For the past five months, since my grandson began preparing for college, I began to feel stressed. Even though Jayden doesn’t live with me, he is my daughter’s first child and I’d helped raise him from a baby. I watched him grow into a tall, handsome young man, who had set certain goals as to what he wanted out of life. And now, I watched as he surmounted all the hurdles of graduating, meeting with coaches, pushing his body to the max, weeding through all the offers that came his way, and finally, selecting the college he felt best suited his aspirations.
And so, while he took all of this in stride, this grandmother was a bundle of nerves. Why was he going so far? Couldn’t he stay right here in Florida where he could come home more often or we could visit whenever we felt like it? Jayden is something of an introvert; how would he cope with living with strangers?
I was never one to be afraid of change. I had moved to a lot of different places in my lifetime and, as a therapist, I always encouraged my patients not to fear change. But as the time drew near for Jayden and his parents to leave for Iowa, I found myself praying more and more and looking to God to give us all the courage and strength to cope with this new reality. Along with prayer, I reminded myself of the following:
- Change is inevitable for all of us. We grow up, leave our childhood home, go away to college, or get married and begin a new life.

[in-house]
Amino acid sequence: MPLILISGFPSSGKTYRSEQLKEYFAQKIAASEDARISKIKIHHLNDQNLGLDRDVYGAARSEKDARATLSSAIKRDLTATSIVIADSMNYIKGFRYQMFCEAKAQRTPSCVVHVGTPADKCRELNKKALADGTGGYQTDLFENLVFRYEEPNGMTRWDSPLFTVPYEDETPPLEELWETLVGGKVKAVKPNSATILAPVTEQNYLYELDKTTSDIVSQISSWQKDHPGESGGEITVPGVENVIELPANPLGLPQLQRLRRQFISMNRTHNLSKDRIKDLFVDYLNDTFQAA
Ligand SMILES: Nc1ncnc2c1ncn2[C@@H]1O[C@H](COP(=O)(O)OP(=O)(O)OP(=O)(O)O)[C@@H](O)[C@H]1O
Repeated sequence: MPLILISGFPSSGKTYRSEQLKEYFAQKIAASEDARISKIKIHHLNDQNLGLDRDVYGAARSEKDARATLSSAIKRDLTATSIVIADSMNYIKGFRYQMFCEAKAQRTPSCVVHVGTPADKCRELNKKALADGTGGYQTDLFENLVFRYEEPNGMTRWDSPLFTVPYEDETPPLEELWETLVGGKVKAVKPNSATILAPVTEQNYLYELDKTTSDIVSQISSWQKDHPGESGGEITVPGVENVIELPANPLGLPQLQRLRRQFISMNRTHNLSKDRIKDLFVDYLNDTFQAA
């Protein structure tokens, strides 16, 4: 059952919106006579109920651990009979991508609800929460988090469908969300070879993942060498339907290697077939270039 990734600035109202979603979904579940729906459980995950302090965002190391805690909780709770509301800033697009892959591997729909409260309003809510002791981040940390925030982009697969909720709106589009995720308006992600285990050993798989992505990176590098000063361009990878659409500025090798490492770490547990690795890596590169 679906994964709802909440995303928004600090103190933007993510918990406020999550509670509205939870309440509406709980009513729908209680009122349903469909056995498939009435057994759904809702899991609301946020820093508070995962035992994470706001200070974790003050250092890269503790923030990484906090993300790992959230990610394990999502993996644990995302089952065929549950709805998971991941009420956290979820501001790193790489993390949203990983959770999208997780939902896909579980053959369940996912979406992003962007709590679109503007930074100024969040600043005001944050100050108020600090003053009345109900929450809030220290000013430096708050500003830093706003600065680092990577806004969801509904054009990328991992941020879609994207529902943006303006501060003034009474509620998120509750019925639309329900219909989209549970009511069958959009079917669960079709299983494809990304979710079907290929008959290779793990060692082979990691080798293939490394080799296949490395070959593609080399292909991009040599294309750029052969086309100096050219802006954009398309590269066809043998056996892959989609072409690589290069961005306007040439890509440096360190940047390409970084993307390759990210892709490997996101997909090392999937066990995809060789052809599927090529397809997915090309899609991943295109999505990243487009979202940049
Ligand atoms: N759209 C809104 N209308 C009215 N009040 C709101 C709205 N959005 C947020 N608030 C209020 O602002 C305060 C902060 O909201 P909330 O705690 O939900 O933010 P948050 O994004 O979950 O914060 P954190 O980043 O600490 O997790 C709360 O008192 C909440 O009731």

- Change is not always bad. Many times the change we dread is the very thing we sometimes need to propel us in the right direction. A new job, new neighborhood, and new friends can help us uncover certain traits and abilities we never knew we possessed.
- Change can be as stressful or as smooth as we make it. My perspective on Jayden moving to Iowa can determine my stress level or lack of it. And my stress level can also influence the way Jayden feels about what he was about to do, so if only for his sake, I had to look at this change in a positive light.
- Successful past changes. I had many successful changes in the past. Everything seemed overwhelming in the beginning, but once I got used to the change, I even enjoyed it.
- Change is a challenge, not a threat. It gives us the opportunity to get out of the same boring routine and grow and develop in ways we never imagined possible.
So far, this article has focused on change in general, but for someone with a chronic illness like type 2 diabetes, what does change mean to you? How do you cope with the new normal —taking medications, going to the doctor regularly, monitoring your glucose level, and just making lifestyle changes? One way you can cope with this type of change is to join my Type 2 Diabetes Network Group. There you will find the help and support you need through networking with other individuals like yourself.
A diagnosis of type 2 diabetes can send your life into a tailspin. It can leave you feeling alone and overwhelmed, but it doesn’t have to. Join my type 2 diabetes network group and get the help and support you need.